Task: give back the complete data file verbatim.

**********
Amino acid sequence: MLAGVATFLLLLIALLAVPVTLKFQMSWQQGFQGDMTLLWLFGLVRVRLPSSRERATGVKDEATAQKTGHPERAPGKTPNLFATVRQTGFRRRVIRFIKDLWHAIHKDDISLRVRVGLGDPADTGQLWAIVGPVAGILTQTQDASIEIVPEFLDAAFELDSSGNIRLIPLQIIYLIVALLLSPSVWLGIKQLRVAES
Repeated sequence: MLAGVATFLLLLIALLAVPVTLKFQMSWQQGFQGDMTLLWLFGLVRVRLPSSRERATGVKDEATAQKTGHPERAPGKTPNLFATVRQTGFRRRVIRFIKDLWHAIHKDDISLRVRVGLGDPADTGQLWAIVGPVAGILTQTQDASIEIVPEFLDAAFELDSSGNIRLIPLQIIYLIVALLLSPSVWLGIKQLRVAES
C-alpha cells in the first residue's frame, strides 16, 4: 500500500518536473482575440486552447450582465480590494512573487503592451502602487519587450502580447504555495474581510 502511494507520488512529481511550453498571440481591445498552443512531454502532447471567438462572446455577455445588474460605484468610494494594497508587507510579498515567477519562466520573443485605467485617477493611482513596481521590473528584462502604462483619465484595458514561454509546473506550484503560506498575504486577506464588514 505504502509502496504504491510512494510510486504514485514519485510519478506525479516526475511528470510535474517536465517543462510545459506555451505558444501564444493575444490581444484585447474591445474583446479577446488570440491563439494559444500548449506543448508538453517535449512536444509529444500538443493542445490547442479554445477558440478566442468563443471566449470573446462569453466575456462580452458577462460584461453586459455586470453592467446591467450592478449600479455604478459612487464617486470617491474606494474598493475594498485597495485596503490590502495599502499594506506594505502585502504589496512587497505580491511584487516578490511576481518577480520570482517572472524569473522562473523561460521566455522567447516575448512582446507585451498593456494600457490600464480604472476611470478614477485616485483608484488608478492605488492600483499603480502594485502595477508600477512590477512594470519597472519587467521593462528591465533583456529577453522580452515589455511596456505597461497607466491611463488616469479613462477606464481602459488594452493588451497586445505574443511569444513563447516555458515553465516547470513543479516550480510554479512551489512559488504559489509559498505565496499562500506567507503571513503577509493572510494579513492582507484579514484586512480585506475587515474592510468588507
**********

Amino acid sequence: MLAGVATFLLLLIALLAVPVTLKFQMSWQQGFQGDMTLLWLFGLVRVRLPSSRERATGVKDEATAQKTGHPERAPGKTPNLFATVRQTGFRRRVIRFIKDLWHAIHKDDISLRVRVGLGDPADTGQLWAIVGPVAGILTQTQDASIEIVPEFLDAAFELDSSGNIRLIPLQIIYLIVALLLSPSVWLGIKQLRVAES
Repeated sequence: MLAGVATFLLLLIALLAVPVTLKFQMSWQQGFQGDMTLLWLFGLVRVRLPSSRERATGVKDEATAQKTGHPERAPGKTPNLFATVRQTGFRRRVIRFIKDLWHAIHKDDISLRVRVGLGDPADTGQLWAIVGPVAGILTQTQDASIEIVPEFLDAAFELDSSGNIRLIPLQIIYLIVALLLSPSVWLGIKQLRVAES
C-alpha cells in the first residue's frame, strides 16, 4: 500500500518536473482575440486552447450582465480590494512573487503592451502602487519587450502580447504555495474581510 502511494507520488512529481511550453498571440481591445498552443512531454502532447471567438462572446455577455445588474460605484468610494494594497508587507510579498515567477519562466520573443485605467485617477493611482513596481521590473528584462502604462483619465484595458514561454509546473506550484503560506498575504486577506464588514 505504502509502496504504491510512494510510486504514485514519485510519478506525479516526475511528470510535474517536465517543462510545459506555451505558444501564444493575444490581444484585447474591445474583446479577446488570440491563439494559444500548449506543448508538453517535449512536444509529444500538443493542445490547442479554445477558440478566442468563443471566449470573446462569453466575456462580452458577462460584461453586459455586470453592467446591467450592478449600479455604478459612487464617486470617491474606494474598493475594498485597495485596503490590502495599502499594506506594505502585502504589496512587497505580491511584487516578490511576481518577480520570482517572472524569473522562473523561460521566455522567447516575448512582446507585451498593456494600457490600464480604472476611470478614477485616485483608484488608478492605488492600483499603480502594485502595477508600477512590477512594470519597472519587467521593462528591465533583456529577453522580452515589455511596456505597461497607466491611463488616469479613462477606464481602459488594452493588451497586445505574443511569444513563447516555458515553465516547470513543479516550480510554479512551489512559488504559489509559498505565496499562500506567507503571513503577509493572510494579513492582507484579514484586512480585506475587515474592510468588507